That was a pretty good floor meeting held last Saturday over at the MEMS gym. A good-sized crowd was on hand for a series of interesting debates on the issues presented by the Manchester Warning and town report. Not every decision went the way we would have preferred, but that's democracy.

Sometimes it's slow and messy. Probably everyone would agree that it would have been nice to have finished earlier than five and a half hours after the meeting began, but so it goes.

First and foremost, kudos to the voters and supporters of the Mark Skinner Library who turned out to push through an appropriation request for $198,000, an increase of more than $44,000 from last year. As we noted on this page a few weeks ago, The Journal was constrained from editorializing on this subject because of a conflict of interest. Now that voters wisely, in our view, have endorsed the request, we're free to give an editorial pat on the back, we hope, to those who understood the significance of the library to the town and supported the additional funds. The library question was less straightforward than usual this year because of the construction of a new building which, we think, is going to be an enormous community asset. Separating money for day-to-day expenses - which the town's public money goes to support - from the fundraising money the library's leaders are generating for the new building's construction from private sources, was easy to confuse.

Fortunately, the voters got it.

After this year, we hope the select board finally hears the message that this is an item that enjoys broad support throughout the community and should be built directly into the town's budget. That would save a lot of time and acknowledge the library's important role in the community. Next year, if it is a separate warned article, the library's request is probably going to be voted on by Australian ballot, reflecting a change voters made Saturday by a 2-vote paper ballot margin after defeating it by 20 votes in a division of the house vote. We urged voters to reject this article, concerned - and we remain so - that this will undermine the central role of floor discussion and off-the-floor voting at Town Meeting.

We've seen what happens when items are discussed at a floor meeting but are then decided at the ballot box another day. It's called the Manchester School District floor meeting, and it's an embarrassment, as one resident correctly identified it as last Saturday. The relatively few people who bother to show up for the Monday night meeting hear a perfunctory discussion, then adjourn. You can't blame them, or the folks who don't show up. There really isn't much point.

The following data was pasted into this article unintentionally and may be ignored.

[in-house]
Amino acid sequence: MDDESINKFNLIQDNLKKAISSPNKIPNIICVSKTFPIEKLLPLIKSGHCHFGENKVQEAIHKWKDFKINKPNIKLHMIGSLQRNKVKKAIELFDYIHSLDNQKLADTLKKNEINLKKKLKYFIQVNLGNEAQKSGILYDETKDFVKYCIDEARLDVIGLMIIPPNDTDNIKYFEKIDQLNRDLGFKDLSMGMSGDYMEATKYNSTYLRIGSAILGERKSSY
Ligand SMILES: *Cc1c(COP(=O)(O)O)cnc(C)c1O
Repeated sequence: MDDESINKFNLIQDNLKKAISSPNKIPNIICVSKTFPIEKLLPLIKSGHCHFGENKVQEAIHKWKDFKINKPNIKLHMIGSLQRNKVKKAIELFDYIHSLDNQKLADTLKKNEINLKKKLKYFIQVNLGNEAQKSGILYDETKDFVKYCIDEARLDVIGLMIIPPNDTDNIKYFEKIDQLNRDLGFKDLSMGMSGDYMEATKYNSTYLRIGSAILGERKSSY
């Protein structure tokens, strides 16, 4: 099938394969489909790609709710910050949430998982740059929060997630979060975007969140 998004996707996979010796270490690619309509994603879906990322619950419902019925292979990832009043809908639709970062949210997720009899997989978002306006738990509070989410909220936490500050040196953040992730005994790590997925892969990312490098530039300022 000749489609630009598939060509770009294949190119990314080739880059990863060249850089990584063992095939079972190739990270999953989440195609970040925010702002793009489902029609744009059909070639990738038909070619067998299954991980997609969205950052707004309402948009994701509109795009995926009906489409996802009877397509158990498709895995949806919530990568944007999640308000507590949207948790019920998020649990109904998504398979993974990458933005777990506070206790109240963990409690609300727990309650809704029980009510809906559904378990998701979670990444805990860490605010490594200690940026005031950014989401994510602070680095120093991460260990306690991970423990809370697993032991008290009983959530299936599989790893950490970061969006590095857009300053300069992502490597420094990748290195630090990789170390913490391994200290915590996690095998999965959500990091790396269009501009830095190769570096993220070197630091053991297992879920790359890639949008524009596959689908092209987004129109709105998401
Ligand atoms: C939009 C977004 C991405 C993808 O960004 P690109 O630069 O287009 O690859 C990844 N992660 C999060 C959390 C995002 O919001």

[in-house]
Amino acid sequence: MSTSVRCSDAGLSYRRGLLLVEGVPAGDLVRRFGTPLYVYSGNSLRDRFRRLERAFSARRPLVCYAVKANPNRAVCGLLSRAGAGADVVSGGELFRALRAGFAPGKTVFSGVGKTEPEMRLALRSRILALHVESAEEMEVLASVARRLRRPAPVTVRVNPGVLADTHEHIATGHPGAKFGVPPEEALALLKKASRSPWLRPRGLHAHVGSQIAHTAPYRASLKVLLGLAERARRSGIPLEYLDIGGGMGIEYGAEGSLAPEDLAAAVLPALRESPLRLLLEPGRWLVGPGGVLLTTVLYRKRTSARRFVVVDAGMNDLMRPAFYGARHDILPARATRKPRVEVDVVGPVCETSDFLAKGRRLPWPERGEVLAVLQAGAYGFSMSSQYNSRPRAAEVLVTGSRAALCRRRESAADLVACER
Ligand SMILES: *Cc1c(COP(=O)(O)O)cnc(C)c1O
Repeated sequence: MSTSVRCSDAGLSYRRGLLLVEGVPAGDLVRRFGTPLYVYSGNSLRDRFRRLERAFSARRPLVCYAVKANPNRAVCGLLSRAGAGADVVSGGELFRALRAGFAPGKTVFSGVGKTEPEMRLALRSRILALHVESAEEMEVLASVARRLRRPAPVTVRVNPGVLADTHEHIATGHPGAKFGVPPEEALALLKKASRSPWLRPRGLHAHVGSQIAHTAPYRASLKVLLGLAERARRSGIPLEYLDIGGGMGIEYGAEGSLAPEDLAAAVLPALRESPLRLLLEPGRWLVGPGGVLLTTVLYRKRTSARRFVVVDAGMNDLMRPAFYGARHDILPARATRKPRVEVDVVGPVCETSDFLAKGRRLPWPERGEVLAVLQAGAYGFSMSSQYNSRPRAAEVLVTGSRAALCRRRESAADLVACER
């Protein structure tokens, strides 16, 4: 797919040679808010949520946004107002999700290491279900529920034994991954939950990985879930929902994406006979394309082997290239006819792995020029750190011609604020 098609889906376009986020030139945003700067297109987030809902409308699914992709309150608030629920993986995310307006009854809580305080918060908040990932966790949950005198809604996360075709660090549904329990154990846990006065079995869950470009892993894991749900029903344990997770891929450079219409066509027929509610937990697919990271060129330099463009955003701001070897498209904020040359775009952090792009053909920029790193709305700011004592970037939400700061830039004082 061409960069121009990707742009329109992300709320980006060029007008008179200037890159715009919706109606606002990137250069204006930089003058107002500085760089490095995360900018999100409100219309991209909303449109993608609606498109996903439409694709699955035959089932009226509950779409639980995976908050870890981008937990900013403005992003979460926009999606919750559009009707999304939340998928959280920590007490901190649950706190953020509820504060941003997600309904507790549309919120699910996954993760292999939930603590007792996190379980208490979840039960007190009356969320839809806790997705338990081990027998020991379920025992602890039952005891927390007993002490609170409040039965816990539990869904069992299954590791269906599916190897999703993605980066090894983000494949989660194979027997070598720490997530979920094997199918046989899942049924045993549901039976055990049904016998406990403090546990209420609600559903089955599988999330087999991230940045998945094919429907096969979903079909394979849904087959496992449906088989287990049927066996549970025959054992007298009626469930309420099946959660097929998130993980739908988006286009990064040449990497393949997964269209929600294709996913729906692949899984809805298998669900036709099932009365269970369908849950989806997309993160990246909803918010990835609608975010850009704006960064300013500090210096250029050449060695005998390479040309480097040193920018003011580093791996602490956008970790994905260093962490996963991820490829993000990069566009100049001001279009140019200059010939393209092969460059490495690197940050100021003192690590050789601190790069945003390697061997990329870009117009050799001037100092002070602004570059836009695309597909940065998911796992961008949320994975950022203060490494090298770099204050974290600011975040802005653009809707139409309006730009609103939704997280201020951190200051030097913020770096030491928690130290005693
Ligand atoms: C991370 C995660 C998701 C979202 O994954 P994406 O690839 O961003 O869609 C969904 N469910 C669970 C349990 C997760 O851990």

The same fate awaits the municipal floor meeting, we fear. But again, the people spoke, and they plumped for the Australian ballot by the slenderest of margins. So it goes.

Those who may have been pleased by the outcome on Article Five - which will likely move the library appropriation vote off the floor next year, as things seem to stand now - might, however, do well to control their enthusiasm. It's not because the house gets packed that the library vote passes each year by a lopsided margin. Ballot boxes can get "packed" too, because library supporters can also vote at convenient times or by absentee ballot.

Otherwise, it was an informative afternoon for the most part. Putting together a complex town budget is no easy task, and we'll compliment the town's officials for working through that. One small quibble: It might have been interesting to hear more details about why we need to spend $100 - $200,000 for a storage shed for stockpiling the town's supply of road salt and some other items. How big is this structure going to be? We don't question the need for replacing the old shed - but $200,000 sounds like a lot. We'll be interested to see the design when it becomes available.

We were OK with seeing the solution the Manchester Rescue Squad and the town came up with to purchase a new ambulance and will take this opportunity to praise the members of the rescue squad for their great service to the town and the surrounding region. It sounds like this was a creative or at least a best possible solution to the financial issues faced by the squad, so compliments all around on this one. We're also glad to see voters on Saturday endorsed the public safety study and the $20,000 for that. It may be possible to deliver police, fire and rescue services between the towns of Manchester and Dorset more creatively and efficiently. Or it may not. It's worth $20,000 to find out.

One truly good idea we heard off the floor on Saturday was to make Town Meeting Day a holiday (it already is one for state workers) where stores, schools and businesses would close so as many people as possible could attend town meeting. In this expanded format, both the school district and the municipal meeting would be brought back together as one meeting.

Childcare could be provided, and perhaps a community lunch or dinner served. Australian ballot voting would also take place during this meeting. This would preserve the importance of hearing informed discussion and a debate of the pros and cons. It would restore the importance of the school district meeting - where after all, far more tax money is at stake than is the case at the municipal meeting.

Those who understandably place the anticipated tax burden of some appropriation at the top of their thinking should make it a point to attend the school district meeting. Alas, few have, or do.

However, another town meeting has spoken, and overall, there's much to be pleased with. Democracy may grind its wheels slowly and at times clumsily, but in the end, it's the results that count. And this year's results were good.